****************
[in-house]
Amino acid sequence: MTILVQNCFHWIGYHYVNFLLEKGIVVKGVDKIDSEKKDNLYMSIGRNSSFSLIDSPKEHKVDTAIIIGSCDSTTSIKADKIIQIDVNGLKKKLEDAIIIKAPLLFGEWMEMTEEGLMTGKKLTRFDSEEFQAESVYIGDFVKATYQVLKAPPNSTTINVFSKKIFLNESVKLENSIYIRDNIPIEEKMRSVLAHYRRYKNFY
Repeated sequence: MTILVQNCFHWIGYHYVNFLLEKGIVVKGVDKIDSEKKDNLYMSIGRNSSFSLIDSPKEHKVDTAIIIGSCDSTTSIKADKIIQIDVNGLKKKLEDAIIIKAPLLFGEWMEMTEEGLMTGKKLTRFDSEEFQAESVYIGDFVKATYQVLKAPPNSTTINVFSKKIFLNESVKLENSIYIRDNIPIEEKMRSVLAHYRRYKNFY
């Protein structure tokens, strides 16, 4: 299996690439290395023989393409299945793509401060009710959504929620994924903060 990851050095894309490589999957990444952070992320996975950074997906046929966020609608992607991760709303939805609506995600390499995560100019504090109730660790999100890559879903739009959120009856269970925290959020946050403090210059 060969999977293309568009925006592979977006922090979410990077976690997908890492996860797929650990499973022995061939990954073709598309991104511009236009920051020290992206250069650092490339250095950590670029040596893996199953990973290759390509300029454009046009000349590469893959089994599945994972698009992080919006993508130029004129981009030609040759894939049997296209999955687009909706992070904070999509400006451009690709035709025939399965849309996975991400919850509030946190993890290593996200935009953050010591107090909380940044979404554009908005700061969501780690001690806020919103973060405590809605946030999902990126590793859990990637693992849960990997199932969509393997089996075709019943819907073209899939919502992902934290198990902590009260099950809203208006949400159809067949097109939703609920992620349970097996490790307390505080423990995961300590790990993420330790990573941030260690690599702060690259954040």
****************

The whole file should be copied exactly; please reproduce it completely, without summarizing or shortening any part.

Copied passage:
[in-house]
Amino acid sequence: MTILVQNCFHWIGYHYVNFLLEKGIVVKGVDKIDSEKKDNLYMSIGRNSSFSLIDSPKEHKVDTAIIIGSCDSTTSIKADKIIQIDVNGLKKKLEDAIIIKAPLLFGEWMEMTEEGLMTGKKLTRFDSEEFQAESVYIGDFVKATYQVLKAPPNSTTINVFSKKIFLNESVKLENSIYIRDNIPIEEKMRSVLAHYRRYKNFY
Repeated sequence: MTILVQNCFHWIGYHYVNFLLEKGIVVKGVDKIDSEKKDNLYMSIGRNSSFSLIDSPKEHKVDTAIIIGSCDSTTSIKADKIIQIDVNGLKKKLEDAIIIKAPLLFGEWMEMTEEGLMTGKKLTRFDSEEFQAESVYIGDFVKATYQVLKAPPNSTTINVFSKKIFLNESVKLENSIYIRDNIPIEEKMRSVLAHYRRYKNFY
């Protein structure tokens, strides 16, 4: 299996690439290395023989393409299945793509401060009710959504929620994924903060 990851050095894309490589999957990444952070992320996975950074997906046929966020609608992607991760709303939805609506995600390499995560100019504090109730660790999100890559879903739009959120009856269970925290959020946050403090210059 060969999977293309568009925006592979977006922090979410990077976690997908890492996860797929650990499973022995061939990954073709598309991104511009236009920051020290992206250069650092490339250095950590670029040596893996199953990973290759390509300029454009046009000349590469893959089994599945994972698009992080919006993508130029004129981009030609040759894939049997296209999955687009909706992070904070999509400006451009690709035709025939399965849309996975991400919850509030946190993890290593996200935009953050010591107090909380940044979404554009908005700061969501780690001690806020919103973060405590809605946030999902990126590793859990990637693992849960990997199932969509393997089996075709019943819907073209899939919502992902934290198990902590009260099950809203208006949400159809067949097109939703609920992620349970097996490790307390505080423990995961300590790990993420330790990573941030260690690599702060690259954040």